When Sony introduced the E mount a few years ago, they pretty much had to release their specs to attract third-party lens suppliers such as Sigma and Tamron to make lenses since Sony never had major SLR systems as Canon and Nikon have. Getting help from third-party lenses was a quick way to jump start Sony's new system with a new mount. For mirrorless, both Canon and Nikon are adding new lenses pretty quickly, and they have plenty of SLR lenses that can be adapted for mirrorless usage during the transition. I certainly don't see Nikon releasing mount specs and electronic protocols to help lens competitors such as Sigma and Tamron. In fact, providing a Z-mount lens roadmap last year was very out-of-character for Nikon, but they had to do that since they were starting from scratch for the Z mount. Canon is doing pretty much the same thing for their RF as Nikon for Z.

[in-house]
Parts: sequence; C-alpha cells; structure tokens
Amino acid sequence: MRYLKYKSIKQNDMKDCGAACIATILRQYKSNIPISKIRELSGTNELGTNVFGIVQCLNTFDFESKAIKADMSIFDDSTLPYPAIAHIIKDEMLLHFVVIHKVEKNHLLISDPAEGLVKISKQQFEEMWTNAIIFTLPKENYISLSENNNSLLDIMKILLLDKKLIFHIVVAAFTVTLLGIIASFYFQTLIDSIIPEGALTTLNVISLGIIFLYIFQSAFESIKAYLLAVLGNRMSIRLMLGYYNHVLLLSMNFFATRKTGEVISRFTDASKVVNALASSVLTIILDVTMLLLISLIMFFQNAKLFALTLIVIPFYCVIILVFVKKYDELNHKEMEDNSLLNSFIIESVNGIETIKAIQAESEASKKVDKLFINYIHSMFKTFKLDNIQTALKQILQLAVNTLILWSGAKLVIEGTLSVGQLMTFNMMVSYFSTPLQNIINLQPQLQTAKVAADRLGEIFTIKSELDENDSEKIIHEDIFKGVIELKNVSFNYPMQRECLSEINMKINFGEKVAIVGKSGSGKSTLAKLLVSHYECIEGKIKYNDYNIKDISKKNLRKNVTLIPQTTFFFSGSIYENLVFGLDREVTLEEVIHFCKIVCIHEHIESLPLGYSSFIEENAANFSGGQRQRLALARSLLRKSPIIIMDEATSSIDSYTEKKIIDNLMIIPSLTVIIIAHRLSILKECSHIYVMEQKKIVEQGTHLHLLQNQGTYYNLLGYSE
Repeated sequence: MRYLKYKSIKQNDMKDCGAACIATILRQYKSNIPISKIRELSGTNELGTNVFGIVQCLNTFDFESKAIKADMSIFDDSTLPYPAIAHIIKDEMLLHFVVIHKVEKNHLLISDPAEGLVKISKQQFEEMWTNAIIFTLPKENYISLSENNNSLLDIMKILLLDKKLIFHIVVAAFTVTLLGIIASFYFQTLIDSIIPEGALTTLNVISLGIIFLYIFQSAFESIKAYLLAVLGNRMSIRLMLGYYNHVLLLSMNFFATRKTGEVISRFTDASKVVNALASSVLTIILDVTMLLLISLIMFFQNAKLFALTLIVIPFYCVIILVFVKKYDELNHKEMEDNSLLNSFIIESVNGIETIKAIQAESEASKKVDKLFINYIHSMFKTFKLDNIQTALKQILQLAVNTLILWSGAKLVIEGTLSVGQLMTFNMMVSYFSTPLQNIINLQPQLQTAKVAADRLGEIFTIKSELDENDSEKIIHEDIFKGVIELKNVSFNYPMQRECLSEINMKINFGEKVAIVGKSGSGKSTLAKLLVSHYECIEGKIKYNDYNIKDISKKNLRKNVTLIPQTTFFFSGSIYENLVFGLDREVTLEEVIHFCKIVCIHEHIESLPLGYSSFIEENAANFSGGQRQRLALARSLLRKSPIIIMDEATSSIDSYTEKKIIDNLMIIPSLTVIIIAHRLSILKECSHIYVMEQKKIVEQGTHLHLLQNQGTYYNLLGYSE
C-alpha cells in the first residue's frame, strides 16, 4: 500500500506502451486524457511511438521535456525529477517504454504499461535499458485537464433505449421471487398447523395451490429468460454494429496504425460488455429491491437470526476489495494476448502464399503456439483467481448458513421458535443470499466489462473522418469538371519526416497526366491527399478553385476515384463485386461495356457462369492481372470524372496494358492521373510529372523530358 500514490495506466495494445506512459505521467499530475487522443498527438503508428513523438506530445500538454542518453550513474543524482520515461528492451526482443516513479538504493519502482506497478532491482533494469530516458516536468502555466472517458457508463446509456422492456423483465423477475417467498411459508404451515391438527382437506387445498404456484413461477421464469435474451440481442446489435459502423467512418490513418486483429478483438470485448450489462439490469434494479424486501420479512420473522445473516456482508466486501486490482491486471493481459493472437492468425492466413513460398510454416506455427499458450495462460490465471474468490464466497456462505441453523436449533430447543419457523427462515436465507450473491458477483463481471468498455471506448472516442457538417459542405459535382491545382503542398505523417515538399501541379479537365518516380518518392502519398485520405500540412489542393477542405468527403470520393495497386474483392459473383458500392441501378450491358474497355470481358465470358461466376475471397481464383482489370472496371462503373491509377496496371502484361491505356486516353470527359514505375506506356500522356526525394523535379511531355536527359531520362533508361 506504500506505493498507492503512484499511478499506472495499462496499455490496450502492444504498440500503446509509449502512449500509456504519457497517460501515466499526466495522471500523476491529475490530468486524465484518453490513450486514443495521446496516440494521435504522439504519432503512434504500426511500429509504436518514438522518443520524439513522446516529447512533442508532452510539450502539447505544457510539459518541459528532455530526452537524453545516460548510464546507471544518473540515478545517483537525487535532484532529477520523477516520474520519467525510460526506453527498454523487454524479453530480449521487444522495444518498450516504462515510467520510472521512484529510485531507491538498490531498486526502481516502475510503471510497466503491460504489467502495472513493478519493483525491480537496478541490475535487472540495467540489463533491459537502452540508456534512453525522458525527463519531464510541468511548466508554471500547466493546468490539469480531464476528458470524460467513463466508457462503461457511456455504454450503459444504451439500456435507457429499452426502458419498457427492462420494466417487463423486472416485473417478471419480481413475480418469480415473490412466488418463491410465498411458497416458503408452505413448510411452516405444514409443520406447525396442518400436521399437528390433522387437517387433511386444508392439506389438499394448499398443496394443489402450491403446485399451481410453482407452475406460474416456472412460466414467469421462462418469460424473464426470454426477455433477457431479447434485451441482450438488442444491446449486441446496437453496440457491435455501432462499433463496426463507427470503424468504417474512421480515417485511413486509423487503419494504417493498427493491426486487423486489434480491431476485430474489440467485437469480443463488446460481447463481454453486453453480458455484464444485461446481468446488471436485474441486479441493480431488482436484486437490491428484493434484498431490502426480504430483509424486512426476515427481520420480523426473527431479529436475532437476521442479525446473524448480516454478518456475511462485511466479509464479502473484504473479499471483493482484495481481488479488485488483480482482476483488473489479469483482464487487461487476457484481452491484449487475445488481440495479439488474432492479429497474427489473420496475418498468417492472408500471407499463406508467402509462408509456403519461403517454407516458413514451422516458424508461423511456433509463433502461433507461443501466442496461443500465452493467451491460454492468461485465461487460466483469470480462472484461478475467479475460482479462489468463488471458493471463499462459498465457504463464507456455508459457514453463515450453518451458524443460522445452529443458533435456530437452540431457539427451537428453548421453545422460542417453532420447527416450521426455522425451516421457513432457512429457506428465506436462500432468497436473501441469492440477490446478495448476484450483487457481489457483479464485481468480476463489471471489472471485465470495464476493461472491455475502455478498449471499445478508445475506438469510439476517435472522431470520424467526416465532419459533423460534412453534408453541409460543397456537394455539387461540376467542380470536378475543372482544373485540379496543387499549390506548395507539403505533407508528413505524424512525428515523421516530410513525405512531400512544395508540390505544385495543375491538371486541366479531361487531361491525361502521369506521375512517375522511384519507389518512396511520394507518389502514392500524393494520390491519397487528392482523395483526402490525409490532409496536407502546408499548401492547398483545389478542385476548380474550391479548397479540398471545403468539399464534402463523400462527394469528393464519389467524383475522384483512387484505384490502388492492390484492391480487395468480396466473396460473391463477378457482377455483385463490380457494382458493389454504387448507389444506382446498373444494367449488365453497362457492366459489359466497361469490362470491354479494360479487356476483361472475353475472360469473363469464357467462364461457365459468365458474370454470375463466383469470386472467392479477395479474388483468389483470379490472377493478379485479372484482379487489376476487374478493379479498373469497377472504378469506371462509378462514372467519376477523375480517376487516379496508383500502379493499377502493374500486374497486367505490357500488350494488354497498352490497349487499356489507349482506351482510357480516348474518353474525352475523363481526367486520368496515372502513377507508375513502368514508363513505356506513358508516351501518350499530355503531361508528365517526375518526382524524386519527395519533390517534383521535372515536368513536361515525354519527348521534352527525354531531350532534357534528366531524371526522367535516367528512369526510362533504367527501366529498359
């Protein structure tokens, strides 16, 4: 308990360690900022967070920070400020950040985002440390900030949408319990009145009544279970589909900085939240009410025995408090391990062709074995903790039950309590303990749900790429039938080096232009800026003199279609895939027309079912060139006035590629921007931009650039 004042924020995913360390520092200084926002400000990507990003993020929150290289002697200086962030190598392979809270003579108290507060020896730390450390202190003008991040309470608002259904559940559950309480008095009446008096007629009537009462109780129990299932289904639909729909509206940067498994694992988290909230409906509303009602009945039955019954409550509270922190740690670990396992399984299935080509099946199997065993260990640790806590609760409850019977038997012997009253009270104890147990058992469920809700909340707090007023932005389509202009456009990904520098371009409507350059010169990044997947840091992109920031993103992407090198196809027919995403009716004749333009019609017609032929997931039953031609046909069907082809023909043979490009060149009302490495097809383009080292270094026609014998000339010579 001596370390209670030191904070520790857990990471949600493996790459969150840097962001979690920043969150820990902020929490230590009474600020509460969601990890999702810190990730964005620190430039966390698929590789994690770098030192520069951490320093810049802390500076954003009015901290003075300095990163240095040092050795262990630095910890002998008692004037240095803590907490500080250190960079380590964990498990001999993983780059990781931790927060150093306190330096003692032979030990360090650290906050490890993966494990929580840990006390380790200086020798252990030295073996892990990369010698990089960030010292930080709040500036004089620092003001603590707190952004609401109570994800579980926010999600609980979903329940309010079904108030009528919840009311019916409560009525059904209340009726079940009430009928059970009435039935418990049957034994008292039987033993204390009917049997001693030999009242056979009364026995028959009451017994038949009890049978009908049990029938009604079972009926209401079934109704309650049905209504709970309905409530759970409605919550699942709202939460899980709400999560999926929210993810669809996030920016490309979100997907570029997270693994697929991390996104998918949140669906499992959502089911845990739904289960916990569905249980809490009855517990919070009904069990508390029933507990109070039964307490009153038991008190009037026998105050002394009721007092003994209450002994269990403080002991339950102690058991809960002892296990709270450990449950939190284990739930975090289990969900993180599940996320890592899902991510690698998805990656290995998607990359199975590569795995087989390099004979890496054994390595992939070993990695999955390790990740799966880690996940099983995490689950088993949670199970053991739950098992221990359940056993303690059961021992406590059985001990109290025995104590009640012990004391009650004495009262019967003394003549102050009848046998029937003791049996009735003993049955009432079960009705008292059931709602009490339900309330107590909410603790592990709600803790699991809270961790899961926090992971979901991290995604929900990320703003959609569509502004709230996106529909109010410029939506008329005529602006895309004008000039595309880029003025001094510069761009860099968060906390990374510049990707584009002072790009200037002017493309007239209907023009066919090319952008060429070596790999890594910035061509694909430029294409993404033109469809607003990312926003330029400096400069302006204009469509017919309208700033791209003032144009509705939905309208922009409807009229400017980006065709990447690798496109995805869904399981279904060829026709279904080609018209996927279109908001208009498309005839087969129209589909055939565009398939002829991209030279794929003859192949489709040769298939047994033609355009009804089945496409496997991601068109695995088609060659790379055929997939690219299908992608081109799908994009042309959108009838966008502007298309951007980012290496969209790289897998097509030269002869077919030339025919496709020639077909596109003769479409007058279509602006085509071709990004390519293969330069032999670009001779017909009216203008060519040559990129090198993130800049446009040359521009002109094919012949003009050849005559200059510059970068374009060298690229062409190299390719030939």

5. If I am not mistaken, then both Sigma and Tamron where rather slow to get on board (though I am hazy on what was available for the NEX bodies but recall some Sigma lenses for the APS-C bodies). Zeiss, of course, was the exception - and Voigtlander (but AFAIK, both are just brand names and actually manufactured by Cosina).
    I agree, they won't. Whether or not that is a smart or dumb move on their part is certainly debatable.
     
  6. ShunCheung

    ShunCheung Administrator

    When you have a new lens mount for a new camera system that is not (yet) selling in large numbers, it shouldn't be surprising that third-party lens manufacturers are not very eager to make lenses for it.

    Nikon introduced Nikon 1 in late 2011. After like 3, 4 years, by 2015 I still saw next to no third-party lenses for Nikon 1 (see Wikipedia's listing Nikon 1-mount - Wikipedia). I was convinced that Nikon 1 wasn't going to fly.